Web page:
Both processes have their use cases, depending on the requirements of the customers and the specific application or part. We’ve written a more in-depth explanation about the differences between laser engraving, laser etching, and laser marking if you’d like to learn more.

Laser Engraving Materials

Laser engraving technology can be used on a wide range of materials, such as:

Woods – this may sound like a fire hazard, but due to the very high temperatures involved in laser engraving, the area where the laser beam touches the part is almost instantly vaporized. Both hardwood and softwood parts can be engraved. Non-porous woods are best suited for laser engraving.

Plastics – in this case, the required temperature for laser engraving varies heavily depending on the absorption spectrum of the said plastic and the additives involved in its manufacturing process (colorants, retardants, release agents, etc.).

Metals – the heart of many industries. Most common parts subjected to laser engraving are usually made of different alloys such as stainless steel. Stainless steel engraving is one of the most commonly requested services.

Coated metals – a special case of laser engraving involves the vaporization of coating on metal parts. Coated metal parts are one of the best parts the laser engraving technique can be applied to, due to the clean removal of the finished surface (or coating) the process can provide.

The Laser Engraving Process

Laser engraving is one of the fastest laser marking processes, as well as one of the most long-lasting. As stressed above, the main phenomenon laser engraving machines rely on is vaporization.

While vaporization has become a common term used to describe the conversion of any type of material into gas, the correct term used in the industry is sublimation – the process of converting a substance from its solid state into its gaseous state without it becoming liquid.

This means that the part’s surface, when subjected to laser engraving, absorbs the energy from the laser beam without turning into liquid. For this reason, special care must be taken in order to ensure the gaseous substances released in this process are safely stored away. This is even more relevant when talking about plastics, for example, which are known to emanate toxic fumes when heated to high temperatures. Some engravers use fume extraction systems for this reason.

The sublimation temperature is reached locally within milliseconds. For this reason, laser engravers are considered quite powerful machines which shouldn’t be used on parts that are considered safety-critical for different operations, as they modify the structure of the part. As such, the process is usually adapted to fit specific applications.

Laser Engraving with Xometry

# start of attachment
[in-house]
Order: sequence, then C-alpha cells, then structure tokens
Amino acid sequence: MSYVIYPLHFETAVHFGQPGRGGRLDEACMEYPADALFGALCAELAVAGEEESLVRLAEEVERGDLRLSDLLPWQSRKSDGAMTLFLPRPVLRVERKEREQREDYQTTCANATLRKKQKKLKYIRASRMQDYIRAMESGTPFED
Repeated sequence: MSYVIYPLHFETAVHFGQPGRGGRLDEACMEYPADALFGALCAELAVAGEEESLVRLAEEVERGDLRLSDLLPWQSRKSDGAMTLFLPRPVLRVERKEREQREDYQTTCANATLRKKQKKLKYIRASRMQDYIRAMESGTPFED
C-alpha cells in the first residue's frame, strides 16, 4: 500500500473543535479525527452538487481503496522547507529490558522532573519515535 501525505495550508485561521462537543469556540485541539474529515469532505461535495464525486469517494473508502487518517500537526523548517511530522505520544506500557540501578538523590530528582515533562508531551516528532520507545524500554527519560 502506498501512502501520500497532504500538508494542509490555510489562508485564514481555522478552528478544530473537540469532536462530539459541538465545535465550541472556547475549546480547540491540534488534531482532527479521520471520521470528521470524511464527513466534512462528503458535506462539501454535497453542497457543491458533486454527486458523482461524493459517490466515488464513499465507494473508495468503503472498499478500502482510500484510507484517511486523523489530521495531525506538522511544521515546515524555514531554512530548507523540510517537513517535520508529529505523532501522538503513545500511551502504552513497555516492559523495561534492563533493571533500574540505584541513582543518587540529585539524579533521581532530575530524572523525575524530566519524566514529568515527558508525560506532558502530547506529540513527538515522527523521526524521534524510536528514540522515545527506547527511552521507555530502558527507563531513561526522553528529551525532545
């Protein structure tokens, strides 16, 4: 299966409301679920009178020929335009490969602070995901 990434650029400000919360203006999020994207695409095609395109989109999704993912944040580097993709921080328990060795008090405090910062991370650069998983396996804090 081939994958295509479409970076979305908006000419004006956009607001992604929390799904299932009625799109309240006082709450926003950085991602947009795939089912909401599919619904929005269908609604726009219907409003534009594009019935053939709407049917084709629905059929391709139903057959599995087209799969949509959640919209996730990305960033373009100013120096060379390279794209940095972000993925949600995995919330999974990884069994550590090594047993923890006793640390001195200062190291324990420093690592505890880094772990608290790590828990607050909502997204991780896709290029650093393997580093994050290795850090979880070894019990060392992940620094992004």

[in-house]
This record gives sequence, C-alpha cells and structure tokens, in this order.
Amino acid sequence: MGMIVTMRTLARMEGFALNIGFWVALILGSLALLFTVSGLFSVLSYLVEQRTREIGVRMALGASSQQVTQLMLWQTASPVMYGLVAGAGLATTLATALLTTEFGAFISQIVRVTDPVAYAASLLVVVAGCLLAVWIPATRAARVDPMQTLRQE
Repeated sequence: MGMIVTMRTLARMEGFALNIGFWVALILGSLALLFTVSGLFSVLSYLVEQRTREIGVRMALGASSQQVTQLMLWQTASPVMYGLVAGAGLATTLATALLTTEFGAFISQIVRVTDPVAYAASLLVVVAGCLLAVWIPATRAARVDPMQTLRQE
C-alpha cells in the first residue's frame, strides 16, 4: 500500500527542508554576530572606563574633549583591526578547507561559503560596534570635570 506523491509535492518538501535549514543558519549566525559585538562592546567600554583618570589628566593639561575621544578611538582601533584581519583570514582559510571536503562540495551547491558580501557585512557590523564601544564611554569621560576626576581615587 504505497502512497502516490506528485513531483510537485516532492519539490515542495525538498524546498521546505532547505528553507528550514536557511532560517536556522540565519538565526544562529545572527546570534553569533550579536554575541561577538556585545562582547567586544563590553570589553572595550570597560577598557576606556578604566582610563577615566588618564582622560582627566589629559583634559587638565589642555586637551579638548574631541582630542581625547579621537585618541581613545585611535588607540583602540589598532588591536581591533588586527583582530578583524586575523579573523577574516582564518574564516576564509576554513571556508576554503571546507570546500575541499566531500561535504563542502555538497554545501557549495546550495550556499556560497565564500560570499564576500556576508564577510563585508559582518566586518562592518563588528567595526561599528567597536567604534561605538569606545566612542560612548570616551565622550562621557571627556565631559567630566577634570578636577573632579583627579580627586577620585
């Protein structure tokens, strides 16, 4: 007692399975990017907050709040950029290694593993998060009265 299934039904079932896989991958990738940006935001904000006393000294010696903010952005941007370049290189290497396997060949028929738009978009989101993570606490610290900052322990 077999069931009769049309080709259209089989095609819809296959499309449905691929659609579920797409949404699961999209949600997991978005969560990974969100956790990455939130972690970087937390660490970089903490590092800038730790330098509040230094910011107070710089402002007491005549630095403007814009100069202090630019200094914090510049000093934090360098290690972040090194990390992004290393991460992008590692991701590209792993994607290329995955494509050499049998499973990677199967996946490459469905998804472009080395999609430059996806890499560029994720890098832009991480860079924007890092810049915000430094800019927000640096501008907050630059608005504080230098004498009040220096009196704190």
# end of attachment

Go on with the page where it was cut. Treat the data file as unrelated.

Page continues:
Laser engraving is a popular method to help improve efficiency in various supply chains by offering a method to keep track and identify different parts via the use of codes or serial numbers. The process leaves marks that last for a long time and can be easily observed with the naked eye. This technique is highly versatile as it can be used on a wide range of materials, making it the go-to option for many industry experts.

You can request an instant quote today to see how Xometry's laser engraving services can serve you, or you can also check out our guide to part marking, which provides broader information about other types of part marking, including tagging, ink stamping, screen printing, and other types of laser marking and engraving.

Disclaimer

The content appearing on this webpage is for informational purposes only. Xometry makes no representation or warranty of any kind, be it expressed or implied, as to the accuracy, completeness, or validity of the information. Any performance parameters, geometric tolerances, specific design features, quality and types of materials, or processes should not be inferred to represent what will be delivered by third-party suppliers or manufacturers through Xometry’s network. Buyers seeking quotes for parts are responsible for defining the specific requirements for those parts. Please refer to our terms and conditions for more information.

Sources:

  1. How Does Laser Engraving Work?
  2. Laser Etching: Everything You Need to Know
  3. What Are the Differences Between Laser Marking, Laser Engraving and Laser Etching
  4. A Review on Laser Engraving Process
  5. Laser Engraving: An Ultimate Guide
  6. Never Cut These Materials
  7. Laser cutting and Engraving Rubber
  8. The Best Materials for Laser Engraving
  9. Laser Engraving and Laser Cutting Wood
  10. On the Volume Changes During the Solidification of Cast Irons and Pertiectic Steels
  11. Metals- Boiling Temperatures
  12. Alloying element vaporization and weld pool temperature during laser welding of AlSl 202 stainless steel
Xomety X
Team Xometry
This article was written by various Xometry contributors. Xometry is a leading resource on manufacturing with CNC machining, sheet metal fabrication, 3D printing, injection molding, urethane casting, and more.